CHILLY south-west Victorian winter winds on Saturday were a far cry from the humid dangerous conditions that Vietnam War veterans remember.
Fifty years ago, the first Australian troops were deployed to the south-east Asian hotbed of conflict that would last a decade and cost 520 Aussie lives.
Some of the survivors, who endured conscription service and subsequent alienation in their homeland dominated by anti-war politics, gathered around Australia to mark Vietnam Veterans Day.
At Warrnambool’s Cannon Hill memorial about 50 people attended a 6pm service, while earlier in the day Portland and Hamilton also hosted ceremonies.
Port Fairy naval veteran Don Roberts addressed the Portland and Warrnambool events on the Australian army training team first deployed in 1962 which stayed there 10 years, four months and 16 days until the war’s end.
“They were the first unit in and the last out,” he said.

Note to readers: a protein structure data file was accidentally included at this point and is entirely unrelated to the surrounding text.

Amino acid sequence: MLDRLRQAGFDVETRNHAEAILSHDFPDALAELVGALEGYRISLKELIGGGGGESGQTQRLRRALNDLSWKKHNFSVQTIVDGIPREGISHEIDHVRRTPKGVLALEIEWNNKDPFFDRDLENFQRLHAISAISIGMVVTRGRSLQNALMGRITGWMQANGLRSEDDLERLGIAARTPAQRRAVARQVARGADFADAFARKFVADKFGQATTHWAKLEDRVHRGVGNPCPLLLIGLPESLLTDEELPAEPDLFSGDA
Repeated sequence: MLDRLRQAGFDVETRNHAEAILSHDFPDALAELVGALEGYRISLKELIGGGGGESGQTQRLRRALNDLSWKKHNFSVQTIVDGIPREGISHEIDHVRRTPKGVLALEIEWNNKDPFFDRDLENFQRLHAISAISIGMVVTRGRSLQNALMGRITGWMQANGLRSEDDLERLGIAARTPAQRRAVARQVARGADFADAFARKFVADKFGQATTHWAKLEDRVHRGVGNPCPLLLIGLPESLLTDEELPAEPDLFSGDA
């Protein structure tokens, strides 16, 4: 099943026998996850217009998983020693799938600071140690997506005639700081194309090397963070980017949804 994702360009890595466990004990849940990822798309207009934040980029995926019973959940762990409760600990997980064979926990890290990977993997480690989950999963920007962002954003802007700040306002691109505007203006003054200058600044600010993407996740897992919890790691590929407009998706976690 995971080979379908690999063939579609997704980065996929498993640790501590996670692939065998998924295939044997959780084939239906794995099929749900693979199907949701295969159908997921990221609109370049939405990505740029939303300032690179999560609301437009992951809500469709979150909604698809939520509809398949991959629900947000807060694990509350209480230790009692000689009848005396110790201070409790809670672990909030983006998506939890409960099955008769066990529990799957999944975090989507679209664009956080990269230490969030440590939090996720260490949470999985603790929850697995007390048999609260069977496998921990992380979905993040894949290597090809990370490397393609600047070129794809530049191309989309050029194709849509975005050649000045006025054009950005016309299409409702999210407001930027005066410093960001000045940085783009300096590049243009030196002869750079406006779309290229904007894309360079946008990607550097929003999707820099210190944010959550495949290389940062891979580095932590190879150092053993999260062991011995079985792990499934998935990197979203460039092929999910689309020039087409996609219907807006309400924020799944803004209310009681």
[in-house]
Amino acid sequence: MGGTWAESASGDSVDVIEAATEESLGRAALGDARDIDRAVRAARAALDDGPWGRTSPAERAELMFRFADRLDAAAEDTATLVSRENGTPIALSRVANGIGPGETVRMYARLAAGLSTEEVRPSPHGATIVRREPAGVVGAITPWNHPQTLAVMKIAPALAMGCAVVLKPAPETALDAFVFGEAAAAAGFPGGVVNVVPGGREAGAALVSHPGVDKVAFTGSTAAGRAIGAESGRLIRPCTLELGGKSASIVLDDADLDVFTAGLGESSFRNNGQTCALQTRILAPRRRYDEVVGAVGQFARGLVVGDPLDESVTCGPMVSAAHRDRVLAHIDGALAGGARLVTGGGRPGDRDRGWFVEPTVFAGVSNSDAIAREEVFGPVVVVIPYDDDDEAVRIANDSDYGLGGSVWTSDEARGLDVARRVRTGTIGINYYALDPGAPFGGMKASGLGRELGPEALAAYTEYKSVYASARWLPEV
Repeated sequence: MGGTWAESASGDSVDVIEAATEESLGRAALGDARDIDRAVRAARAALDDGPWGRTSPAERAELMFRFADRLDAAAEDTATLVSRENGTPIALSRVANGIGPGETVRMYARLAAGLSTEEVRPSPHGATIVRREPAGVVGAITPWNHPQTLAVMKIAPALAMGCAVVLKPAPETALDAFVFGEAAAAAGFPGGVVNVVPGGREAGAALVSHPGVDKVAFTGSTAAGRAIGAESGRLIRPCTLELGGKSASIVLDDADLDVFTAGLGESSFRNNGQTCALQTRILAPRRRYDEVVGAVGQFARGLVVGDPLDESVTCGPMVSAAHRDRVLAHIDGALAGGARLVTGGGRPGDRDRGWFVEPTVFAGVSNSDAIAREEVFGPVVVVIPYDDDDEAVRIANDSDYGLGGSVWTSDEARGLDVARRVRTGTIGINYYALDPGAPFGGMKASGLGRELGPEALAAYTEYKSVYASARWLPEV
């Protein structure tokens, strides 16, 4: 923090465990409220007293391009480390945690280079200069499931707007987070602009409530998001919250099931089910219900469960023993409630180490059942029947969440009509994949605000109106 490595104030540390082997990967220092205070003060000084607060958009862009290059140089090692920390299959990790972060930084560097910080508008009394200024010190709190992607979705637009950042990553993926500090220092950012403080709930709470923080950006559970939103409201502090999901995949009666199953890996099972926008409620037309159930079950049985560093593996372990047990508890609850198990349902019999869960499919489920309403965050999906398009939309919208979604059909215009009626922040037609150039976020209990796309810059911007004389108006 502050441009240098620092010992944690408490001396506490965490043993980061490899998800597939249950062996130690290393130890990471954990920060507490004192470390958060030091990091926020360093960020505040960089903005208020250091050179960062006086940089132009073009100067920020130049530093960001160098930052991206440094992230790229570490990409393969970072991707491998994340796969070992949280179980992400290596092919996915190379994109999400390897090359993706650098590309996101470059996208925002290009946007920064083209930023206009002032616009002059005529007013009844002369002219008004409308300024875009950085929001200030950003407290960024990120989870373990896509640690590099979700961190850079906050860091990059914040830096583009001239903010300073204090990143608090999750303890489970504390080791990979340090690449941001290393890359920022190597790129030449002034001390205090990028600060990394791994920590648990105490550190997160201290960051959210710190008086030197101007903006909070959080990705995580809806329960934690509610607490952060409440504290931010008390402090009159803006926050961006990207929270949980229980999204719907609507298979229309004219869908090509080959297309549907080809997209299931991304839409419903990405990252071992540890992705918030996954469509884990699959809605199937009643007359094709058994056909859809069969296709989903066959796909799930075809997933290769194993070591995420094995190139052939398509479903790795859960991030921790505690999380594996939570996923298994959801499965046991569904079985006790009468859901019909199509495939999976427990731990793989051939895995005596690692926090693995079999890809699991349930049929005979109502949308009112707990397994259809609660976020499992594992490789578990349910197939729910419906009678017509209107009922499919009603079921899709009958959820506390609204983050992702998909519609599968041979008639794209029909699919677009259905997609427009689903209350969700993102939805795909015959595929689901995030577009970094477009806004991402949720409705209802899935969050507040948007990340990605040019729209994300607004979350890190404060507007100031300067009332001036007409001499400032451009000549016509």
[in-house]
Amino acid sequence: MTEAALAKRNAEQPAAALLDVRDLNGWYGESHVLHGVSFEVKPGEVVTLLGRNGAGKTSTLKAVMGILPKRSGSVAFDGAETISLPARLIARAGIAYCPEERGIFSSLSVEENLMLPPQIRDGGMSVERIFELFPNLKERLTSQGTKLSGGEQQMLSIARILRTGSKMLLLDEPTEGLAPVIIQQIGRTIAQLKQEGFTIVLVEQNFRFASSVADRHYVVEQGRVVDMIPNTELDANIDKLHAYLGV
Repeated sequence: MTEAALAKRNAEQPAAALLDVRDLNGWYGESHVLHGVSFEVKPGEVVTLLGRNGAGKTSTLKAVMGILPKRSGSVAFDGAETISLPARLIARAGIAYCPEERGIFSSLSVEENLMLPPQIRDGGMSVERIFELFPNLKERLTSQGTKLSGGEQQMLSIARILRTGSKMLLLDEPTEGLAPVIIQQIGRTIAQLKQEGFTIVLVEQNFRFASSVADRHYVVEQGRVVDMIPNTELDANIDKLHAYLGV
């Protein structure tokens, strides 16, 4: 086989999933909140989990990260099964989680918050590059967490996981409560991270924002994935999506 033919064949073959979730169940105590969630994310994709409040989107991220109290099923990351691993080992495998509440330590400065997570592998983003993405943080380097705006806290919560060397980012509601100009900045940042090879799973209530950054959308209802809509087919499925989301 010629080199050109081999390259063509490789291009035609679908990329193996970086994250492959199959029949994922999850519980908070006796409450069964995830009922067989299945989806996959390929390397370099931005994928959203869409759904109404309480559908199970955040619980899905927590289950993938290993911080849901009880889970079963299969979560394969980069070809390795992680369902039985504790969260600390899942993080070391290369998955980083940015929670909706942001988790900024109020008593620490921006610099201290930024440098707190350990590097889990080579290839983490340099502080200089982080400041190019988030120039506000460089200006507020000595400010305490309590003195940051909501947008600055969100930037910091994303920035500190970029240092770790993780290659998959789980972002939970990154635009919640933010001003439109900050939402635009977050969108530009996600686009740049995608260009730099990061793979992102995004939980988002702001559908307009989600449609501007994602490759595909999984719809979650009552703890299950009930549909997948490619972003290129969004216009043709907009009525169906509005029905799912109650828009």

“They lost 33 lives and had 122 wounded and four Victoria Cross recipients.
“In the original contingent there were 1000 applicants interviewed and 30 selected including veterans from the Second World War, Korean War and Malayan emergency.
“Among them were Ted Serong, who has family links in the Port Fairy district, and Bushy Coutts who settled in the region in retirement.” Mr Roberts served with the stategic naval reserve which supported the Seventh Fleet and supply routes.
Wreaths were laid at the Warrnambool memorial by veterans, ex-service women, Legacy, the Naval Association, the 8/7th Royal Victorian Regiment and the RAAF Warrnambool cadet unit.
Wannon MP Dan Tehan also paid tribute to the veterans who were killed or wounded in the war or who had suffered as a result of their service. “Saturday marked the anniversary of the Battle of Long Tan, best remembered as a classic Australian struggle against a bigger enemy,” he said.